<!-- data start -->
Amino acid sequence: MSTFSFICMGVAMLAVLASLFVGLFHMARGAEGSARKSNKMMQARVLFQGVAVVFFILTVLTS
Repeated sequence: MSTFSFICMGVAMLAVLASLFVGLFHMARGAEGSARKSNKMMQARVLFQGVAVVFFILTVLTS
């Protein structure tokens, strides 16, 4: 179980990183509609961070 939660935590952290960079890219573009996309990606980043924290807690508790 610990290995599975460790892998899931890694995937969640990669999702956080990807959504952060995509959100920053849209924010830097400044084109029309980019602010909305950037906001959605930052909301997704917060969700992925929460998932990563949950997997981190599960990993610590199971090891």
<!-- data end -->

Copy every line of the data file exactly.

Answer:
Amino acid sequence: MSTFSFICMGVAMLAVLASLFVGLFHMARGAEGSARKSNKMMQARVLFQGVAVVFFILTVLTS
Repeated sequence: MSTFSFICMGVAMLAVLASLFVGLFHMARGAEGSARKSNKMMQARVLFQGVAVVFFILTVLTS
């Protein structure tokens, strides 16, 4: 179980990183509609961070 939660935590952290960079890219573009996309990606980043924290807690508790 610990290995599975460790892998899931890694995937969640990669999702956080990807959504952060995509959100920053849209924010830097400044084109029309980019602010909305950037906001959605930052909301997704917060969700992925929460998932990563949950997997981190599960990993610590199971090891």